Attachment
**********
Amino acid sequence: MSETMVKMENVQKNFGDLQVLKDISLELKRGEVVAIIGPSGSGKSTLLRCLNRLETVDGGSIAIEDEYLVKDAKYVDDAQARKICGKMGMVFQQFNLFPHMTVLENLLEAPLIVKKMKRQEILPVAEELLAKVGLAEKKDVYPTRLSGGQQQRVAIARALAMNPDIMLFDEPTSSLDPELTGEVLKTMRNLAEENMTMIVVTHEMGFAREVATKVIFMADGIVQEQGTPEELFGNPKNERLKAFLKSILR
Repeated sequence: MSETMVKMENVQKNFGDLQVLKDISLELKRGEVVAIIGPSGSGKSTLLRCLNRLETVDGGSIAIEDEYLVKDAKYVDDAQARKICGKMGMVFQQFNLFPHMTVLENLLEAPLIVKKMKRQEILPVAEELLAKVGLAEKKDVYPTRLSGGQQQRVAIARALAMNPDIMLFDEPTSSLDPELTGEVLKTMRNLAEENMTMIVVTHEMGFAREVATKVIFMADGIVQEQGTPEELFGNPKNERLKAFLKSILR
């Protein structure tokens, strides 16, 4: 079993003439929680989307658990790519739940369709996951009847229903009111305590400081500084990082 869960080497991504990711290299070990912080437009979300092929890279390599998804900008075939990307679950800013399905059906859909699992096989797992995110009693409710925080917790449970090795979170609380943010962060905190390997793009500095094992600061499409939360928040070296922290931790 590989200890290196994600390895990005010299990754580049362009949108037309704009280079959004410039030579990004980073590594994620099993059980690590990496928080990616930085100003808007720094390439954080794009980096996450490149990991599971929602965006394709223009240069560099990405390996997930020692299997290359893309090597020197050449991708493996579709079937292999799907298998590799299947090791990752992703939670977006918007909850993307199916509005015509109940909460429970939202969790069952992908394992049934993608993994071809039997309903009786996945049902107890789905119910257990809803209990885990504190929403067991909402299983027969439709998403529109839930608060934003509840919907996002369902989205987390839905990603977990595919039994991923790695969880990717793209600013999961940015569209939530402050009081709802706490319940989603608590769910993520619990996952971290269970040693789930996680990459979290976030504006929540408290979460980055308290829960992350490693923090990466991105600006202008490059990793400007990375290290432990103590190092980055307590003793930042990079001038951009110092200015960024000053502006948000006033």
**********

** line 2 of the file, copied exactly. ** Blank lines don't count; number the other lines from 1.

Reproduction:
Repeated sequence: MSETMVKMENVQKNFGDLQVLKDISLELKRGEVVAIIGPSGSGKSTLLRCLNRLETVDGGSIAIEDEYLVKDAKYVDDAQARKICGKMGMVFQQFNLFPHMTVLENLLEAPLIVKKMKRQEILPVAEELLAKVGLAEKKDVYPTRLSGGQQQRVAIARALAMNPDIMLFDEPTSSLDPELTGEVLKTMRNLAEENMTMIVVTHEMGFAREVATKVIFMADGIVQEQGTPEELFGNPKNERLKAFLKSILR